East Rand NGO brings festive season home to children

There are only two schools for deaf children in the North West, say Dr Kenneth Kuanda district officials (File photo)
Villalissa Support Group supports about 2880 needy families in the Vosloorus area
Villalissa Support Group supports about 2880 needy families in the Vosloorus area (File photo)

Founded in 2001, the organisation supports about 2880 families in need in the community outside Vosloorus, including those headed by orphaned and vulnerable children. It recently held a graduation and Christmas party for the orphaned and vulnerable children who are headed into primary school.

The party was sponsored by the South African Revenue Service’s (SARS) Boksburg branch. As part of the gathering, each SARS official from the office sponsored gifts and clothes for one child.

“These children are the future of this country so we need to take care of them,” said SARS branch manager Nombuyiselo Sadiq. “You see the future of the country by how it takes care of its children.”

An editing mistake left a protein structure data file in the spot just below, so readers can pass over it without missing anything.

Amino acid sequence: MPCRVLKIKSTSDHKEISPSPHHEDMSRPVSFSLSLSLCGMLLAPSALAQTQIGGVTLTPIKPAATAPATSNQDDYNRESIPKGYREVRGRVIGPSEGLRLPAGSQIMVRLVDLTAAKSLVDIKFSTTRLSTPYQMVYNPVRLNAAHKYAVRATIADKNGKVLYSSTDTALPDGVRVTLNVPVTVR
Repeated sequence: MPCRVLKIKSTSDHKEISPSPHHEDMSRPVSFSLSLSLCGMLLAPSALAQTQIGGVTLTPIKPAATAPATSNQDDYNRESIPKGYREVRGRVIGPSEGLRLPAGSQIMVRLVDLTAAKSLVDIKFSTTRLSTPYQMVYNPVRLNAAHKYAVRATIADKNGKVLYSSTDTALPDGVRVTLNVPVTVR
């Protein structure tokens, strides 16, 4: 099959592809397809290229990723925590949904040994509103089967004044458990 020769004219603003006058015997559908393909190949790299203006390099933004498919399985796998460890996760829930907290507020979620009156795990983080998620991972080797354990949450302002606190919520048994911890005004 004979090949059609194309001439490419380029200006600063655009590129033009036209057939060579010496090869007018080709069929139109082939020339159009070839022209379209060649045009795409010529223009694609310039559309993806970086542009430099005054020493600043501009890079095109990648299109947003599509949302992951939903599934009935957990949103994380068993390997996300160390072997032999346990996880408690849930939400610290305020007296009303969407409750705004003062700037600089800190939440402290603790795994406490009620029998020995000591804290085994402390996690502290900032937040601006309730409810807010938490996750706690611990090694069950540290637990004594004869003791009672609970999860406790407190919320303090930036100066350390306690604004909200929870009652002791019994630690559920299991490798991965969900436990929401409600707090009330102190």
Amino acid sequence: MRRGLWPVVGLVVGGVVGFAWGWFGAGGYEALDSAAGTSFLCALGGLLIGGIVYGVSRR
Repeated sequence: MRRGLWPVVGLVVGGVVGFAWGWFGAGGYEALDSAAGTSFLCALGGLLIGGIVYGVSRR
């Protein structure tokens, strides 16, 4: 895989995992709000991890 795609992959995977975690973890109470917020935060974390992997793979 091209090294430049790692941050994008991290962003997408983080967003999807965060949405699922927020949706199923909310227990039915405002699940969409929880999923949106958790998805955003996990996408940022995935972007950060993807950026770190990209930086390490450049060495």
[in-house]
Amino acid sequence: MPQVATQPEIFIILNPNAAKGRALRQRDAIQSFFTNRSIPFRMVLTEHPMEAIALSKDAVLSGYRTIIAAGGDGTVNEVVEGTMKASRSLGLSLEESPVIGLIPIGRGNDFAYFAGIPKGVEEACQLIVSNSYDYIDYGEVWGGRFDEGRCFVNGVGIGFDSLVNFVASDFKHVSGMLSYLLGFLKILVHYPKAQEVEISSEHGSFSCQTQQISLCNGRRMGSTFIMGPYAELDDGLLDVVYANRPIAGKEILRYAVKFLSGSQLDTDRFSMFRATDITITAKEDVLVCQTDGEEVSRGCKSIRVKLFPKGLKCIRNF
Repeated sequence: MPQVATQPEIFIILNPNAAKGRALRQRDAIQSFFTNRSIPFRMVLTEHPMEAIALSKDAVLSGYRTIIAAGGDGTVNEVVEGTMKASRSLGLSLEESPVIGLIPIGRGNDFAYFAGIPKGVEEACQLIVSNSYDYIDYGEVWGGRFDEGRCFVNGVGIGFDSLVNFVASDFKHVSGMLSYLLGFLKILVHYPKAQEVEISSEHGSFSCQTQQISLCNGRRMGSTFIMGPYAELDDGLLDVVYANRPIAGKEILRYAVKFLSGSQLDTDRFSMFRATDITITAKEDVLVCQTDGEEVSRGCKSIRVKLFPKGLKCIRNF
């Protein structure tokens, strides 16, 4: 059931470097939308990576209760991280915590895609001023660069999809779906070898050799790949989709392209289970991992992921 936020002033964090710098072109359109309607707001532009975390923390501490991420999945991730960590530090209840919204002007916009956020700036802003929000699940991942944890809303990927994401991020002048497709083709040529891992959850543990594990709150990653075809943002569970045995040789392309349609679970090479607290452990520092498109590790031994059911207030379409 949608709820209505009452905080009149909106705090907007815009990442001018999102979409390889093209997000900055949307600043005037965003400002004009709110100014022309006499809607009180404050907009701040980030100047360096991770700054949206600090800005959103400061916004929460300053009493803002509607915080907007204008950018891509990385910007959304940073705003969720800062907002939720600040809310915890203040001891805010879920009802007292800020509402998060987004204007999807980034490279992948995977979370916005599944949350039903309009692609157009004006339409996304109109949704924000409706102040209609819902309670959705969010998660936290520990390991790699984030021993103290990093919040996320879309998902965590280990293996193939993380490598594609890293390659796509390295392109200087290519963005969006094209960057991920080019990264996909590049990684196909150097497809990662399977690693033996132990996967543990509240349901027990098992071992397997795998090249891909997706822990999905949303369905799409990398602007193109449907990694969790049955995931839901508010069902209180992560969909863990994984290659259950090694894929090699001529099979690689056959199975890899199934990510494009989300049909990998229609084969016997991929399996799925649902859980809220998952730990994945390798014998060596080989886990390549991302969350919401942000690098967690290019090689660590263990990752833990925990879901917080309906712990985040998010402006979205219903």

Sadiq added that South Africans cannot sit by and say they do not know how to get involved in community work when organisations like Villalissa Support Group exist.

The South African National Tuberculosis Association (SANTA) also donated basic toiletries and clothes to the event. SANTA volunteer Suzette Dyason noted that with the recent economic downturn, smaller NGOs like the Villalissa Support Group were increasingly feeling the funding pinch.

“If we can keep on addressing the issue of HIV,  I think the number of orphan and child-headed families will decrease,” Dyason told OurHealth. “On the other side, with the world economy going down, it is difficult for us to reach all the children.”

Villalissa Support Group thanked the event’s sponsors and appealed for large organisations like SARS to ensure that smaller, community-based organisations benefited from companies’ corporate social responsibility programmes.

The East Rand organisation is the third organisation alongside Tshwane’s Kopano Lerato and the Treatment Action Campaign to come forth with funding problems in as many months.


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